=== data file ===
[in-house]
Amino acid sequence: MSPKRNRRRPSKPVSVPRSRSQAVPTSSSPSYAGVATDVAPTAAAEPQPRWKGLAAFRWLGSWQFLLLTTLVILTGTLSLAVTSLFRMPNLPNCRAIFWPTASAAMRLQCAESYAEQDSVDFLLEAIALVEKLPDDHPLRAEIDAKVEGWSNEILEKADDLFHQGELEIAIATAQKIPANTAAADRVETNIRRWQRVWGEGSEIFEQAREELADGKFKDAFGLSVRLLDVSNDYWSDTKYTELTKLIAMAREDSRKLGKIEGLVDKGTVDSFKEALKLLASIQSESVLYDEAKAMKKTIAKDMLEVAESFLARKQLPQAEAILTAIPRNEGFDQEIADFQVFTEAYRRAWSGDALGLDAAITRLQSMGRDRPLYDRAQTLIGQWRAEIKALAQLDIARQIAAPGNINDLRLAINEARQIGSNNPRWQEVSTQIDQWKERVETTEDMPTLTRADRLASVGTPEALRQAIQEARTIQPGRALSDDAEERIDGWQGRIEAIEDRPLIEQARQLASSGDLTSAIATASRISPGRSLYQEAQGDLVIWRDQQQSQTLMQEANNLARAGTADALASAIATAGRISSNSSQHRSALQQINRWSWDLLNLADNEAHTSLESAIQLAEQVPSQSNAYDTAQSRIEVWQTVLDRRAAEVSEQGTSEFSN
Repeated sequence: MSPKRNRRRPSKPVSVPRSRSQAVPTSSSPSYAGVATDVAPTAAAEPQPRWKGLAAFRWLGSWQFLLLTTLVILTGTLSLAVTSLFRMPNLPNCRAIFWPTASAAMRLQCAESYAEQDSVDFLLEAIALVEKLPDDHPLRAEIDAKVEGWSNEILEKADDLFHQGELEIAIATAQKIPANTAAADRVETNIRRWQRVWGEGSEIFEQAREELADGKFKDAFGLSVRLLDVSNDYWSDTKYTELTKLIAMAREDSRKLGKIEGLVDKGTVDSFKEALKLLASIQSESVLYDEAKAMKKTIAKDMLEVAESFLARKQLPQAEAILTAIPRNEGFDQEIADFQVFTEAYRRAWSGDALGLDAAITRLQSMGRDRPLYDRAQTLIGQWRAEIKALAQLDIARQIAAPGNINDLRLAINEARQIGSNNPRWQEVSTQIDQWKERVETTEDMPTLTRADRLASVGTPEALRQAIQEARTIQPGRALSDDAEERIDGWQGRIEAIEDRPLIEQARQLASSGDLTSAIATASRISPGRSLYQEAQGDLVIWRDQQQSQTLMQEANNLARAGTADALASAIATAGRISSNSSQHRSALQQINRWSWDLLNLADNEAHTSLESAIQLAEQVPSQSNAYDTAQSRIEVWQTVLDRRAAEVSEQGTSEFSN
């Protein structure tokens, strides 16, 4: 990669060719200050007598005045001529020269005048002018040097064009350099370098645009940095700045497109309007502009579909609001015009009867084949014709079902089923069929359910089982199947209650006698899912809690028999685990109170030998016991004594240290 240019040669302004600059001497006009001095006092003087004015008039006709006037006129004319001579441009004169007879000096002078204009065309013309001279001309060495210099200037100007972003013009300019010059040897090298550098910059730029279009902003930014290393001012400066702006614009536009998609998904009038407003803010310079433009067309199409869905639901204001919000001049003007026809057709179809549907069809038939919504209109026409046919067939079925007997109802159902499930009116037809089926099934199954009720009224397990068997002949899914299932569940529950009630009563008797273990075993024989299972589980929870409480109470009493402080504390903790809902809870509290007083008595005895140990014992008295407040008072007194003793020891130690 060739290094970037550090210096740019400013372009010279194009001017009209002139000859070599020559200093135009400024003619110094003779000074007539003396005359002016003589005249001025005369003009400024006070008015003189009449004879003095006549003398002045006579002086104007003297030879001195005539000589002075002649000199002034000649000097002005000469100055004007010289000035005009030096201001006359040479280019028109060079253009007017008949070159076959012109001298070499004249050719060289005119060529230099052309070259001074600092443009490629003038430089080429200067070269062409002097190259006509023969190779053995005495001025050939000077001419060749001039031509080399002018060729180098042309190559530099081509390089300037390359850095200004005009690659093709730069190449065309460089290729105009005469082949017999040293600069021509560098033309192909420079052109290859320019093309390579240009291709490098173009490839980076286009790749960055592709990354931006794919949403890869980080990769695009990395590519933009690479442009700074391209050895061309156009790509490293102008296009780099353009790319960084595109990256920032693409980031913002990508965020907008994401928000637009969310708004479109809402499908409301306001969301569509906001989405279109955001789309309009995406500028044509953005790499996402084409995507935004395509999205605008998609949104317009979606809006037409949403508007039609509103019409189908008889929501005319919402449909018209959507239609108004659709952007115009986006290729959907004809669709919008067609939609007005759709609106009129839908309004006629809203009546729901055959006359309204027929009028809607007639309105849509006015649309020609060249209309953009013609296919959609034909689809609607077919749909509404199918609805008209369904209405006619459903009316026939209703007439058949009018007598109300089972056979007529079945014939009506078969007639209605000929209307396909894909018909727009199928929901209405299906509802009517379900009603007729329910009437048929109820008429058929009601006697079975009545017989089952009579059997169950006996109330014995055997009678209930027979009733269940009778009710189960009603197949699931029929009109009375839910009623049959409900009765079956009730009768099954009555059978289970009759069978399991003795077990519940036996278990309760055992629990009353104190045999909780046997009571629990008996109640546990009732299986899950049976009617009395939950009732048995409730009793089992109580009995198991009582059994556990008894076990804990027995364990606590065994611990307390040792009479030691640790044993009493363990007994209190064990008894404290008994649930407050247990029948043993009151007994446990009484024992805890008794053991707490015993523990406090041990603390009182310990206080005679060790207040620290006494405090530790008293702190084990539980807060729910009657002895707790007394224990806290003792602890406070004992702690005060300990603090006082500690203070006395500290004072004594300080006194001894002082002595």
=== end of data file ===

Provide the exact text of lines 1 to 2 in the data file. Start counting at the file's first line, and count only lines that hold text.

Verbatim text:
[in-house]
Amino acid sequence: MSPKRNRRRPSKPVSVPRSRSQAVPTSSSPSYAGVATDVAPTAAAEPQPRWKGLAAFRWLGSWQFLLLTTLVILTGTLSLAVTSLFRMPNLPNCRAIFWPTASAAMRLQCAESYAEQDSVDFLLEAIALVEKLPDDHPLRAEIDAKVEGWSNEILEKADDLFHQGELEIAIATAQKIPANTAAADRVETNIRRWQRVWGEGSEIFEQAREELADGKFKDAFGLSVRLLDVSNDYWSDTKYTELTKLIAMAREDSRKLGKIEGLVDKGTVDSFKEALKLLASIQSESVLYDEAKAMKKTIAKDMLEVAESFLARKQLPQAEAILTAIPRNEGFDQEIADFQVFTEAYRRAWSGDALGLDAAITRLQSMGRDRPLYDRAQTLIGQWRAEIKALAQLDIARQIAAPGNINDLRLAINEARQIGSNNPRWQEVSTQIDQWKERVETTEDMPTLTRADRLASVGTPEALRQAIQEARTIQPGRALSDDAEERIDGWQGRIEAIEDRPLIEQARQLASSGDLTSAIATASRISPGRSLYQEAQGDLVIWRDQQQSQTLMQEANNLARAGTADALASAIATAGRISSNSSQHRSALQQINRWSWDLLNLADNEAHTSLESAIQLAEQVPSQSNAYDTAQSRIEVWQTVLDRRAAEVSEQGTSEFSN